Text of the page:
Lack of Toilet Breaks Forces Thai Bus Conductors to Wear Diapers

If you have access to a clean toilet at your workplace, you’ll probably appreciate it a lot more after reading this. We usually take common things like toilets for granted, without once thinking about how luck we are! Bus conductors in Bangkok, Thailand, don’t even get toilet breaks – they wear adult diapers instead, and are forced to answer nature’s call on the job.

That might sound gross, but it’s actually kind of sad. The story is the same in several parts of Thailand – blue collar workers aren’t even provided with basic amenities. Bus conductors have it the worst – without any work breaks to tend to their physiological needs, they have to wear adult diapers all day long . It’s no laughing matter – the diapers are actually making them ill.

One of those affected is Watcharee Viriya, a conductor who developed urinary tract infection because she spent several hours away from a restroom. So she started wearing diapers, which only made matters worse. “It was uncomfortable when I moved, especially when I urinated inside,” she said.


Photo: The Jai Yen Country

“When I arrived at the bus terminal, I had to run to get changed. I used at least two diapers a day.” Watcharee was recently diagnosed with cancer of the uterus, for which she needs to undergo surgery. “The doctor told me that it was because of wearing dirty diapers and the substances from them going into the uterus.”

According to a survey conducted by the Thai Women and Men Progressive Movement Foundation, 28 percent of female bus conductors wear diapers during their 16-hour shifts. “We were shocked,” said Jaded Chouwilai, director of the foundation. “We also found that many of them suffer urinary tract infections and stones in their bladders. Many of the female bus conductors also have uterus cancer.”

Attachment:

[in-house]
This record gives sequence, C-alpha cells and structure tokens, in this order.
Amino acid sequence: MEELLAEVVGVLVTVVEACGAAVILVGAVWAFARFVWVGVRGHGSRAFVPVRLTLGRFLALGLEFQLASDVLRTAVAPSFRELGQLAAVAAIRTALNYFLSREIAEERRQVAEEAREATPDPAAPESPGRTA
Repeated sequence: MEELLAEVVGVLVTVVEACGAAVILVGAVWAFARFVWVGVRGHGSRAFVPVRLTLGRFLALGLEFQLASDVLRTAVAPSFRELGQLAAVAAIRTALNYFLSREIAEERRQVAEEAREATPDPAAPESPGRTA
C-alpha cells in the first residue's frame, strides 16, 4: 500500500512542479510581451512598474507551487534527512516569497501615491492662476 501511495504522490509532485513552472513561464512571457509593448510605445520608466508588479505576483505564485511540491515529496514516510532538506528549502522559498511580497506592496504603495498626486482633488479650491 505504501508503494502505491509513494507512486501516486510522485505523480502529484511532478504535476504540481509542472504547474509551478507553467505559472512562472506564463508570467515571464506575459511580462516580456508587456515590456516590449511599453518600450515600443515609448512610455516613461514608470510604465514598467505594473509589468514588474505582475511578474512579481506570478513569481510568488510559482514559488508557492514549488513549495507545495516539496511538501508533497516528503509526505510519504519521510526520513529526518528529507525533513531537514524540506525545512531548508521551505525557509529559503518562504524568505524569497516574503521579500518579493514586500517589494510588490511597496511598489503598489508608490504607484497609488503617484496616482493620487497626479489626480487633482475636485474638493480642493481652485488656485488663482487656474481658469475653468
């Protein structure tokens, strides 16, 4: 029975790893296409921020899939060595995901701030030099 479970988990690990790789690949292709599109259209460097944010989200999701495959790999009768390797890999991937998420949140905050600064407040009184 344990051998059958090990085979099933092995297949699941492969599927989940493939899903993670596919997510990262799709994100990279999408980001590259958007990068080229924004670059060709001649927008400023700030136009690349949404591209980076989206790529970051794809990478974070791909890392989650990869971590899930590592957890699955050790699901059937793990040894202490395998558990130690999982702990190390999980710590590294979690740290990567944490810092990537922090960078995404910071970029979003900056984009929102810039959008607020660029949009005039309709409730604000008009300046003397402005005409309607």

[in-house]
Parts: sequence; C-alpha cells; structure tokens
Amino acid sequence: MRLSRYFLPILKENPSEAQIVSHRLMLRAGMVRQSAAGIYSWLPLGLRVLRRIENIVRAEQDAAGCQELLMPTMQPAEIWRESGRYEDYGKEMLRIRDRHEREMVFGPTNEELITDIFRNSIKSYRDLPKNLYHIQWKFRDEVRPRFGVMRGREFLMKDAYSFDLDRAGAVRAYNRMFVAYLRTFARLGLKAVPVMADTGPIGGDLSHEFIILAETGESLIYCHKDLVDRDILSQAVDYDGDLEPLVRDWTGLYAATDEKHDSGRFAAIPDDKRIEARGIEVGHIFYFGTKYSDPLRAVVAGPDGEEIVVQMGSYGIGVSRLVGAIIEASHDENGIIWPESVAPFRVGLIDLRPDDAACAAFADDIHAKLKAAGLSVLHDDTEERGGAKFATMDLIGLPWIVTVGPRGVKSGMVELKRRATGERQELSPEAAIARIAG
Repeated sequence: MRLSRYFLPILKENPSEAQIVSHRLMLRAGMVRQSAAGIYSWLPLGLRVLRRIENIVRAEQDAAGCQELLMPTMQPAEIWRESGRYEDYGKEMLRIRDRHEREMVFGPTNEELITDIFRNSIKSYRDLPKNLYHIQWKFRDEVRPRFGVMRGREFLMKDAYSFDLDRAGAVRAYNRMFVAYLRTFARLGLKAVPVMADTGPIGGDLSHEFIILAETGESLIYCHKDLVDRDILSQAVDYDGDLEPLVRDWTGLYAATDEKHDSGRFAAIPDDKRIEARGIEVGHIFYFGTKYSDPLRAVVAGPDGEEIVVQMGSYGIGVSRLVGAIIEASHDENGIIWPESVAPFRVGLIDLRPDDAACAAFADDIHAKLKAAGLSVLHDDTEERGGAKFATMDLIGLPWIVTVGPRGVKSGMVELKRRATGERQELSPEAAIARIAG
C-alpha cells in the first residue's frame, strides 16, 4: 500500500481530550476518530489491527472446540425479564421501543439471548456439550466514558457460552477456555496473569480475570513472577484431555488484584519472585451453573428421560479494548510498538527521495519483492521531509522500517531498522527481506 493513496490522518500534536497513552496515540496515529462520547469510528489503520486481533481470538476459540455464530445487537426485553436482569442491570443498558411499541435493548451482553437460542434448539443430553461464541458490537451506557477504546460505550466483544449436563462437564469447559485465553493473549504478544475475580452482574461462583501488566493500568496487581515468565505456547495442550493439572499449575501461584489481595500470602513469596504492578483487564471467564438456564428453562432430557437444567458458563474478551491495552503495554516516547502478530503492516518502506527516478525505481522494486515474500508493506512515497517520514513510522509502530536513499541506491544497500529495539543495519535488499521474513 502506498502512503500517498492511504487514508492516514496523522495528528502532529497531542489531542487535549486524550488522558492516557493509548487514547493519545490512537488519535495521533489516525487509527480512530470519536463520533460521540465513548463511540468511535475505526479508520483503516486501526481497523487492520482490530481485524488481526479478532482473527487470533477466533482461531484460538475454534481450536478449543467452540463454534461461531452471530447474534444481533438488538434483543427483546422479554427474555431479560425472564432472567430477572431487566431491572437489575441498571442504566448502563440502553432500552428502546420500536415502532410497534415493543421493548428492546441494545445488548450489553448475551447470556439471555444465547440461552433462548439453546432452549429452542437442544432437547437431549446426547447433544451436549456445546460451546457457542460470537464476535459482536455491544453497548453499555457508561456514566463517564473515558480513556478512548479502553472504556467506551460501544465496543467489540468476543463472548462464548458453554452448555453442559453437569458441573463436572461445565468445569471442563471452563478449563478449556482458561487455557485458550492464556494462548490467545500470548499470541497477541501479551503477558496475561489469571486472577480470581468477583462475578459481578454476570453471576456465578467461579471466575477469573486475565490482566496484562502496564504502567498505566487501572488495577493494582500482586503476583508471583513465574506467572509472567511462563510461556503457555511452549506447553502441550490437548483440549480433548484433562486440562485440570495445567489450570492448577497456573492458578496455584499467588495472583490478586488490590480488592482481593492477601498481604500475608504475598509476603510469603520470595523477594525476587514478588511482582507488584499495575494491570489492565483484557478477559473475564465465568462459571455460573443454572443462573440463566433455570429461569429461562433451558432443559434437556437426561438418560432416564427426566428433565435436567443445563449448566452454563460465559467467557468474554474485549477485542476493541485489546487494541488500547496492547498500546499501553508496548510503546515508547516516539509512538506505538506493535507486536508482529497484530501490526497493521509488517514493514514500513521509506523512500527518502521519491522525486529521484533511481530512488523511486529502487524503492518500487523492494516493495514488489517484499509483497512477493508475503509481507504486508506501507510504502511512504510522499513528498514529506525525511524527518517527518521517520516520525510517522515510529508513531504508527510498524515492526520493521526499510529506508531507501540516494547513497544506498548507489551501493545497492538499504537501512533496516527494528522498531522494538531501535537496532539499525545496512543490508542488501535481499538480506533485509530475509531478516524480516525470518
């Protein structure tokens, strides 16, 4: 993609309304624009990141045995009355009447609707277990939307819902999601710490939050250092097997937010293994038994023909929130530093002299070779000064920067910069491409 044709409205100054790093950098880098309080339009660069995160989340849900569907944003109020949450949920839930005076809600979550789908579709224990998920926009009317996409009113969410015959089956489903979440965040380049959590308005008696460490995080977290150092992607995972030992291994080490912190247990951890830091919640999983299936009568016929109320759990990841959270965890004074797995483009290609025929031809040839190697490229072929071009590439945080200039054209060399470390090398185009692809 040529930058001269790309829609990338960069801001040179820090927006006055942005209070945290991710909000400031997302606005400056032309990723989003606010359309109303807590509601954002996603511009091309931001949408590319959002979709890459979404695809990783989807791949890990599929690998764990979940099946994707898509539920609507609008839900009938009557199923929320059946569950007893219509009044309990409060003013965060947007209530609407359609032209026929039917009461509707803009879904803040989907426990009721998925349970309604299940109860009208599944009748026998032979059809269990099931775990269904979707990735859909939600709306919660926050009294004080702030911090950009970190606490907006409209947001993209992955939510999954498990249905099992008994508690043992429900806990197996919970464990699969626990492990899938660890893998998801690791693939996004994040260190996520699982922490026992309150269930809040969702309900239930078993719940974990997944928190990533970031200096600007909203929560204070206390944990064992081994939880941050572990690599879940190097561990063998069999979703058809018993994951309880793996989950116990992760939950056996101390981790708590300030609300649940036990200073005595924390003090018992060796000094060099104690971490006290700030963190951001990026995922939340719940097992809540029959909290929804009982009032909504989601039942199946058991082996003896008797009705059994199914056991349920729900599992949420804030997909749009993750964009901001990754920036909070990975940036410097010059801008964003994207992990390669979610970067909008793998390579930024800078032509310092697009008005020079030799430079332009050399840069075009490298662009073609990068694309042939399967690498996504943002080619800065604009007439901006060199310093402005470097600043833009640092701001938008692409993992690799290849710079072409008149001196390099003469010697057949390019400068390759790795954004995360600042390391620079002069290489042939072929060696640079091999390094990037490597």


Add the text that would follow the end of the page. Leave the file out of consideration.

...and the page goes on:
This issue is only one of several that Thai workers face on a daily basis, due to a huge disparity between the rich and the working class. Problems like these and many other factors have actually resulted in a complex political crisis in the nation, leading to a military coup on May 22.


Photo: Bangkok Post

Somchai Jitsuchon, research director for inclusive development at the Thailand Development Research Institute (TDRI), said: “Even though it has shrunk, the rich-poor gap is still considered quite wide. Our social and political systems have given more opportunities to people in the establishment such as the rich and big business people.”

Thankfully, Bangkok’s bus conductors and unionists are starting to demand better working conditions. “Their working conditions are not good,” said Chutima Boonjai, secretary of the Bangkok Mass Transit Authority labor union. “They have to work long hours in the heat and when they are hungry, they cannot eat. When they want to go to the toilet, they cannot.”

She also pointed out that the bus drivers suffer problems like back pain and hemorrhoids. “The worst cases are cancers, strokes and high blood pressure because of tiring and hot working conditions.” That’s why it’s now becoming extremely difficult to hire people to work on Thai buses, especially at wages as low as 300 baht ($10) a day.

Chutima is now demanding that more toilets be placed along bus routes and bus terminals. That does sound like a good start to improving the conductors working conditions – hopefully things will get better for them soon!

Sources: Coconuts Bangkok, Taipei Times/AFP

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